Election 2024: Debates!?

Some shocking political news on Wednesday, as the Biden and Trump campaigns announced that they have agreed to forsake the Commission on Presidential Debates (which has sponsored all presidential debates from the 1988 election forward) and instead will have two privately arranged presidential debates, one on CNN on June 27th and another on ABC on September 10th. Unlike recent presidential debates, the CNN debate will reportedly take place in a studio with no audience present.

It’s crazy to think of a presidential debate taking place weeks in advance of either major party’s nominating convention, but such is the nature of our times I suppose.

Mine appears to be a minority view, but I’m of the belief that Biden should have refused to debate Trump on principle, arguing that the President of the United States should not engage with an individual that a state court concluded was an oath-breaking insurrectionist. I am holding out some hope that the reason Biden agreed to the debates now, before New York v. Trump reaches a jury, was so that if the jury convicts Trump, Biden could then say something like this: “Prior to his conviction Trump was innocent until proven guilty, and it was under that presumption of innocence that I had announced my willingness to debate him; but now that he is a convicted felon, it would be unbecoming of the President of the United States to share a stage with Trump. I’ll happily debate any other non-felon Republican who comes forward in Trump’s stead.”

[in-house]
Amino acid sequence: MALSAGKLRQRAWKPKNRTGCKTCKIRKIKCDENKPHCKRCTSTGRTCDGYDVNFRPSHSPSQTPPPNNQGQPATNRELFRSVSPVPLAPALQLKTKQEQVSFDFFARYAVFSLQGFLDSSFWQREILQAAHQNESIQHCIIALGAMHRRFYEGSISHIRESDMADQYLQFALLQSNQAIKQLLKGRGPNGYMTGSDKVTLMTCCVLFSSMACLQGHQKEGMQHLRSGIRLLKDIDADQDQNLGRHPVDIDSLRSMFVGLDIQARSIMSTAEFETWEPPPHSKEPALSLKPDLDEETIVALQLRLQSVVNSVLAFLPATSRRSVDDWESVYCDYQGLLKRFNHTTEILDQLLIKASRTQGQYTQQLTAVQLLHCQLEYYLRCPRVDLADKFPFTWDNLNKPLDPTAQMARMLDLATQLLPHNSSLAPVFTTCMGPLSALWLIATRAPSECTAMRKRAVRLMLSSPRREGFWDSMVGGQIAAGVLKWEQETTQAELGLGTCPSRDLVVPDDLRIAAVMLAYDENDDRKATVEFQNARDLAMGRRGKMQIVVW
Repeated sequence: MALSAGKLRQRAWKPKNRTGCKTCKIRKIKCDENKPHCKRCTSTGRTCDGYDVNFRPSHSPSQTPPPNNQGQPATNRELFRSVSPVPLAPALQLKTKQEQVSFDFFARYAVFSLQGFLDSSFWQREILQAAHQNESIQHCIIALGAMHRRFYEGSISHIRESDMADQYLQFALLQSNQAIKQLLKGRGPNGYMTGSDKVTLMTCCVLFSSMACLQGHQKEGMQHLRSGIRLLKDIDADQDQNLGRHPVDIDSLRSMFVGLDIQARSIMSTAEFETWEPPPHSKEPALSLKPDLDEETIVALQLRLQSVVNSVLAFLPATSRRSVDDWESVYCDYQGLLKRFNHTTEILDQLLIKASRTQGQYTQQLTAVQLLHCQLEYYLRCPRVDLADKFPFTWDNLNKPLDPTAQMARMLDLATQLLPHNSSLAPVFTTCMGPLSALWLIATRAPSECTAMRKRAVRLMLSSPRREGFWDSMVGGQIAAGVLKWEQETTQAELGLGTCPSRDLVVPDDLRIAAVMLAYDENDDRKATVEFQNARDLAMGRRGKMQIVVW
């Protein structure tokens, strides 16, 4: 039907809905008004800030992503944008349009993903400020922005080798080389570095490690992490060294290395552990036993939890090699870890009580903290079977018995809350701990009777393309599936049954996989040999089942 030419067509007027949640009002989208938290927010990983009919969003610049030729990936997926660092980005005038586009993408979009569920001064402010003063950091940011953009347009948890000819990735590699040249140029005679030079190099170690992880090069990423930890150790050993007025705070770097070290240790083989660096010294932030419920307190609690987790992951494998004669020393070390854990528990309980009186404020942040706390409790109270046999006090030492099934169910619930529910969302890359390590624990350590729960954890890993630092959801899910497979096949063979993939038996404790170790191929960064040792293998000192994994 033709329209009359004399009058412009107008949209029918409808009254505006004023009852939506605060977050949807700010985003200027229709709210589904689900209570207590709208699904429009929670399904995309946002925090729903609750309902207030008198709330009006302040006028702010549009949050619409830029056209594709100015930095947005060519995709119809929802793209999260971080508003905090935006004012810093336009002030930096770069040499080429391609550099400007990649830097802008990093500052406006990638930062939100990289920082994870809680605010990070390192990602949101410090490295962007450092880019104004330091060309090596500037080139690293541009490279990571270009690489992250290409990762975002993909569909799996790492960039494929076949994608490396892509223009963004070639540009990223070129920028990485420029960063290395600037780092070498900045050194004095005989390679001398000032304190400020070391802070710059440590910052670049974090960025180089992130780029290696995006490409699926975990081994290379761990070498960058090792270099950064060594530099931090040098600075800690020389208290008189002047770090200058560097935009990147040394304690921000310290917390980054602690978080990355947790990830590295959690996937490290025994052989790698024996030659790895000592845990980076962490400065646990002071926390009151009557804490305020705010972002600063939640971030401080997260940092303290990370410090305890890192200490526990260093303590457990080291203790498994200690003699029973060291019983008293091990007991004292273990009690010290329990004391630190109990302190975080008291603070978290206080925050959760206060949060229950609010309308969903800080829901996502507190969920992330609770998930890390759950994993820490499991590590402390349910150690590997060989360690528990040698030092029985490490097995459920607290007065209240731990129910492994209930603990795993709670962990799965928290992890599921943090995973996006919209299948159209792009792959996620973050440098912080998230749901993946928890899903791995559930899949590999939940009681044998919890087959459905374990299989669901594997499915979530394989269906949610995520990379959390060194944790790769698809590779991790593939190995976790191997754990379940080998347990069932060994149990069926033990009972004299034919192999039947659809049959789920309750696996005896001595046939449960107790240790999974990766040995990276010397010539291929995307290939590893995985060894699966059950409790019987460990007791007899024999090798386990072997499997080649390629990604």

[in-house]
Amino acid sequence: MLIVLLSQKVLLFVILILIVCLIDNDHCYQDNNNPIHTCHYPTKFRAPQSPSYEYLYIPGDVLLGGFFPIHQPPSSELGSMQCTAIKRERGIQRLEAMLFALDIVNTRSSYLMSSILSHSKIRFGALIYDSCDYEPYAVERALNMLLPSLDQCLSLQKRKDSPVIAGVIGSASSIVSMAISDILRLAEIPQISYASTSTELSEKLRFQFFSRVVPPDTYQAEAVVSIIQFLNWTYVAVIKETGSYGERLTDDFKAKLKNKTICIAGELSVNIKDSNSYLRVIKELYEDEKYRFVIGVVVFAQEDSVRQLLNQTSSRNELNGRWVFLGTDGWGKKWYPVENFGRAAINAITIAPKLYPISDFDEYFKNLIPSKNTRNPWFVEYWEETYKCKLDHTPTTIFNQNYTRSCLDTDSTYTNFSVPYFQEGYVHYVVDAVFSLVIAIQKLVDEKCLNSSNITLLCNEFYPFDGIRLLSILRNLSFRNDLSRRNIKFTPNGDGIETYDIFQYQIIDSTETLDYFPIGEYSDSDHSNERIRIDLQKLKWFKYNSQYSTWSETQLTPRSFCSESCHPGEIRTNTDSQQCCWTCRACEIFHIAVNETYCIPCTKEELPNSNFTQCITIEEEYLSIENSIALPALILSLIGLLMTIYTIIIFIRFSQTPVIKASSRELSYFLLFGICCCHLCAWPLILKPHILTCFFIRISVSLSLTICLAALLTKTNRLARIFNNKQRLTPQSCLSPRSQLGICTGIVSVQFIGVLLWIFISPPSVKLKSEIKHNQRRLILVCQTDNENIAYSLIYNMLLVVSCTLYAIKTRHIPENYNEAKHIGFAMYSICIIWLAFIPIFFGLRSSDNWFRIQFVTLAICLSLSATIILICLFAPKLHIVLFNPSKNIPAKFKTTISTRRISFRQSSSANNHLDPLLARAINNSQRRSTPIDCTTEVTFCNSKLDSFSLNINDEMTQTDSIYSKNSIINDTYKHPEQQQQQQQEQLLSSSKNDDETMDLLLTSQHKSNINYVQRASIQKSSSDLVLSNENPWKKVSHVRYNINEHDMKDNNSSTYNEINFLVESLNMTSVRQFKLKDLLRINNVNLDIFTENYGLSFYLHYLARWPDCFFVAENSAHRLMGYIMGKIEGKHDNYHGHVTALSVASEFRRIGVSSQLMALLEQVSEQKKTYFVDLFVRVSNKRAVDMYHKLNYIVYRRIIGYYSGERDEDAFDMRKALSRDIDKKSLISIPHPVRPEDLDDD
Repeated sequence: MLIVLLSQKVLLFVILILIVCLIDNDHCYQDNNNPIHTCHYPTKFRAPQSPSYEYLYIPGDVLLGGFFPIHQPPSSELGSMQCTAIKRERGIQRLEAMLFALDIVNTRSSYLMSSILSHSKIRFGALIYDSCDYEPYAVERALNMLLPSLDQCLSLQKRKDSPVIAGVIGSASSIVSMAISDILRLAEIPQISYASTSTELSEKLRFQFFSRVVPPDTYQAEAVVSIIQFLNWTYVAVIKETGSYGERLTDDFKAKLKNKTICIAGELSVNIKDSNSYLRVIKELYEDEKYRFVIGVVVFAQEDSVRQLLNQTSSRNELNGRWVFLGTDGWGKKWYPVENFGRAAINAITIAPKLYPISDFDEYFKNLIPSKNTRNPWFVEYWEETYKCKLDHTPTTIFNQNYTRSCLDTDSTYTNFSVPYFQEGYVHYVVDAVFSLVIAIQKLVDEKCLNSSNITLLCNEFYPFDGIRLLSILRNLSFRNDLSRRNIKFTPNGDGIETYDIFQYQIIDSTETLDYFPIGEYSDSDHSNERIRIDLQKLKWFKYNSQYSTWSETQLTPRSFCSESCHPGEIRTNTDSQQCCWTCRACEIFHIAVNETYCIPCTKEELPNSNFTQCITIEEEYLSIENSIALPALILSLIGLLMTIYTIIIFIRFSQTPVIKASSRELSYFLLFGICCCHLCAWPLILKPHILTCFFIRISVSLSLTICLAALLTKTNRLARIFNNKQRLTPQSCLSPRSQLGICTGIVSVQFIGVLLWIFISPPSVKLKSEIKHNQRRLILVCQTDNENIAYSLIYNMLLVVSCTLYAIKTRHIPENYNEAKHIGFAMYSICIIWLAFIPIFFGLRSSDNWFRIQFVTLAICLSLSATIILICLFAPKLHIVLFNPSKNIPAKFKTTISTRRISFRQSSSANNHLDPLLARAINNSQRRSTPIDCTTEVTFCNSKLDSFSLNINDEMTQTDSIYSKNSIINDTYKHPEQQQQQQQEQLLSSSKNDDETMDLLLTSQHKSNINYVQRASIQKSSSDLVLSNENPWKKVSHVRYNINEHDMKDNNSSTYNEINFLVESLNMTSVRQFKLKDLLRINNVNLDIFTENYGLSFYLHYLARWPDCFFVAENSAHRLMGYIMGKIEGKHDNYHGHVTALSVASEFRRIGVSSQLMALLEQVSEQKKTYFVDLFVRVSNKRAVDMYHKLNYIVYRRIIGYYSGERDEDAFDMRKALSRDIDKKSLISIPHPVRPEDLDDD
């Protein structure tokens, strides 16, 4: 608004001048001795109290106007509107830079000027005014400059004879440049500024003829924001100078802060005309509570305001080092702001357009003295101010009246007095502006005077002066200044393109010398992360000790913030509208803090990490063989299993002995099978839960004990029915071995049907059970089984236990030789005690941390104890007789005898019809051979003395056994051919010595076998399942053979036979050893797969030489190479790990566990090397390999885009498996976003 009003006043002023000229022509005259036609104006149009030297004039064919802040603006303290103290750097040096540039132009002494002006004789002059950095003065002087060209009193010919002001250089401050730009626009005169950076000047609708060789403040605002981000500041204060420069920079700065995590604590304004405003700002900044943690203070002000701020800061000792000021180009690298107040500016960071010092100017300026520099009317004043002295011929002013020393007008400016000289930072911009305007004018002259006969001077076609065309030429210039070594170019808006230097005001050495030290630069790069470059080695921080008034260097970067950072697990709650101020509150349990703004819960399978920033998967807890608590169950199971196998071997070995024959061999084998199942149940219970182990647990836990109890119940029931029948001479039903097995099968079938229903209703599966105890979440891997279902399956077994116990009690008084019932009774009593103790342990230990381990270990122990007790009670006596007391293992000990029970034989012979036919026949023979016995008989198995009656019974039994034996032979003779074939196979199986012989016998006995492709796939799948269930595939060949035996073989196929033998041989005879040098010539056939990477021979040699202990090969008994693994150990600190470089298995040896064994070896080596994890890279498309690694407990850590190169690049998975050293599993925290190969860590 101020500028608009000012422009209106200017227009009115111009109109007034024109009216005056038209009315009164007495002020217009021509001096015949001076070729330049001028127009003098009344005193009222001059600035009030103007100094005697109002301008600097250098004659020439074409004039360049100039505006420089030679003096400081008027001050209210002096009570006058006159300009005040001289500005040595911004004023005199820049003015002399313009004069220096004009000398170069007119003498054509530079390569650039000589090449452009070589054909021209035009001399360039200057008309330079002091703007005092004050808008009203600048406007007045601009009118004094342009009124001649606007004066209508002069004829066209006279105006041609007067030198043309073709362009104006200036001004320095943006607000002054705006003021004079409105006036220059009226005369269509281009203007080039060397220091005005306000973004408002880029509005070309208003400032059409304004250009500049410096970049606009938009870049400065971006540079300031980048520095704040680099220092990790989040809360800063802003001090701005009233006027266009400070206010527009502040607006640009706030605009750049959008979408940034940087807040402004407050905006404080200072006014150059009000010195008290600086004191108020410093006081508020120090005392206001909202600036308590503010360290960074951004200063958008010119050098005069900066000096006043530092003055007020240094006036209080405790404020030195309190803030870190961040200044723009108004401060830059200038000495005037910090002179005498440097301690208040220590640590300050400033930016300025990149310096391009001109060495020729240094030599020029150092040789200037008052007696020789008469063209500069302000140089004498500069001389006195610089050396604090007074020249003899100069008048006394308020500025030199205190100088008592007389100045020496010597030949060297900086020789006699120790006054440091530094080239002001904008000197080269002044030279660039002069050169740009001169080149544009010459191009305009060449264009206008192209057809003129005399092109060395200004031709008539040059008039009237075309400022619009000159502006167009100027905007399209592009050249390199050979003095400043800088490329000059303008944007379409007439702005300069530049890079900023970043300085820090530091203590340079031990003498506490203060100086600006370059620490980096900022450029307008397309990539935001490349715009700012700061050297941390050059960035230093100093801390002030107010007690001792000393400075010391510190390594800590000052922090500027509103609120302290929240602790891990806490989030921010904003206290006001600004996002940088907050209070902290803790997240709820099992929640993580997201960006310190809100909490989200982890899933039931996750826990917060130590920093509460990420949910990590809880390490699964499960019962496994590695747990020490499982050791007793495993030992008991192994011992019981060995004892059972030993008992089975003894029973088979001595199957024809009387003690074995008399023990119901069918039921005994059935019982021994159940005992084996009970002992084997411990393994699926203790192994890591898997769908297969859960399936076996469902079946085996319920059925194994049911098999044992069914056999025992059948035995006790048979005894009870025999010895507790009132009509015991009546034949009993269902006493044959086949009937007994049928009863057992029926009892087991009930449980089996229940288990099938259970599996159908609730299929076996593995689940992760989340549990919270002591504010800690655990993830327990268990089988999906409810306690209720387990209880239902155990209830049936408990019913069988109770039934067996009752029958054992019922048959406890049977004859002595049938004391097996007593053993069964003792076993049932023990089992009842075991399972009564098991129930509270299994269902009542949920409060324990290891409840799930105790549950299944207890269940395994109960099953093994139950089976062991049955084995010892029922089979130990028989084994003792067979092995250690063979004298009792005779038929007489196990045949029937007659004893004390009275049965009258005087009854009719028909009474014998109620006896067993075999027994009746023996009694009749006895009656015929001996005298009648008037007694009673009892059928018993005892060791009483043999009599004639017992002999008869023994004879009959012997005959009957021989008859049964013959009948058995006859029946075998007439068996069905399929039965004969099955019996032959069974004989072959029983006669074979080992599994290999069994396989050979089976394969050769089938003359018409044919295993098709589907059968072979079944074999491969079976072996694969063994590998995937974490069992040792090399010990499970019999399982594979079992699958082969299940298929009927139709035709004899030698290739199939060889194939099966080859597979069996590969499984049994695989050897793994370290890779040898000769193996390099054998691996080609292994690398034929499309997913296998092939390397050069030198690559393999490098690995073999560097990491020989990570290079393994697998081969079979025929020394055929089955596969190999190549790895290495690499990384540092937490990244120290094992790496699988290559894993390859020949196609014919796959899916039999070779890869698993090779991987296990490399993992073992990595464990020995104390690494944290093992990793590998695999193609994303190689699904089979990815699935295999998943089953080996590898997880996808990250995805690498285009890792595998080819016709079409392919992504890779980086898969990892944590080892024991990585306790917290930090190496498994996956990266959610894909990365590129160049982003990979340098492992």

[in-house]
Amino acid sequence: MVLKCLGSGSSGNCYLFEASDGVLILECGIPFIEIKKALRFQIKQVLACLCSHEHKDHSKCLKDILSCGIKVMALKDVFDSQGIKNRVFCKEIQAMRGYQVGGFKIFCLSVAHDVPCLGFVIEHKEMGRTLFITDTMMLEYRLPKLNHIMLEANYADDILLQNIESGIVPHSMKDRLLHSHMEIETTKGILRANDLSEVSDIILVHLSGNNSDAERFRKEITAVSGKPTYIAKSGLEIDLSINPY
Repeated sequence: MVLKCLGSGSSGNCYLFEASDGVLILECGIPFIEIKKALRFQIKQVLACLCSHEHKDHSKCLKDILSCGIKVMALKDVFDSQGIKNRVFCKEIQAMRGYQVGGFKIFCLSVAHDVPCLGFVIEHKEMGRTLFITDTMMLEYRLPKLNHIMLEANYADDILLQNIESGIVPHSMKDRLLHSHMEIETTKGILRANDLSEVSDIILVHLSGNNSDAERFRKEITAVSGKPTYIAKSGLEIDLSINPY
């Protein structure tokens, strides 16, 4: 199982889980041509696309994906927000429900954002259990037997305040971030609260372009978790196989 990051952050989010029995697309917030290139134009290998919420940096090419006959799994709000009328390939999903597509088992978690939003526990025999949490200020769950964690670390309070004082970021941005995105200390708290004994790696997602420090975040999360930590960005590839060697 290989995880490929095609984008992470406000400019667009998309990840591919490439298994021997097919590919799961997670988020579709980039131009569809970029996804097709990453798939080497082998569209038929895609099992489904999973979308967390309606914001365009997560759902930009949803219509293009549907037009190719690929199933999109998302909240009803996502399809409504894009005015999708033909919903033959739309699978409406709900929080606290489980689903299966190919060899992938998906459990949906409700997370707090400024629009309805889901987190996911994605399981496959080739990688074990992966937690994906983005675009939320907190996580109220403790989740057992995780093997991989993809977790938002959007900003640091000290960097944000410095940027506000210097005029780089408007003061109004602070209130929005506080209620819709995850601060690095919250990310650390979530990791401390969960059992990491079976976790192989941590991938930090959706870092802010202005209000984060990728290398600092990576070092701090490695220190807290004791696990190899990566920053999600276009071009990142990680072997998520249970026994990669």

One potential advantage of the two campaigns’ having reached their own deal on debates is that it takes potential third-party debate participants out of the picture. I haven’t previously talked about it in this series of blog posts, but there is a third-party candidate that is frequently polling at or above the 10% mark in polls that are not restricted to the two major-party candidates: Robert F. Kennedy Jr. RFK Jr is a very unorthodox candidate: historically a Democrat (and originally a potential primary opponent to Biden before he announced he would instead go the independent route), but with a diverse set of political views, and perhaps best known for his strong anti-vaccine positions. Both major party candidates are accusing him of being a stalking horse designed to draw support from their opponent. As such, both candidates had an incentive to deny his candidacy the oxygen that participating in official CPD debates, were his polling numbers to remain strong, could provide.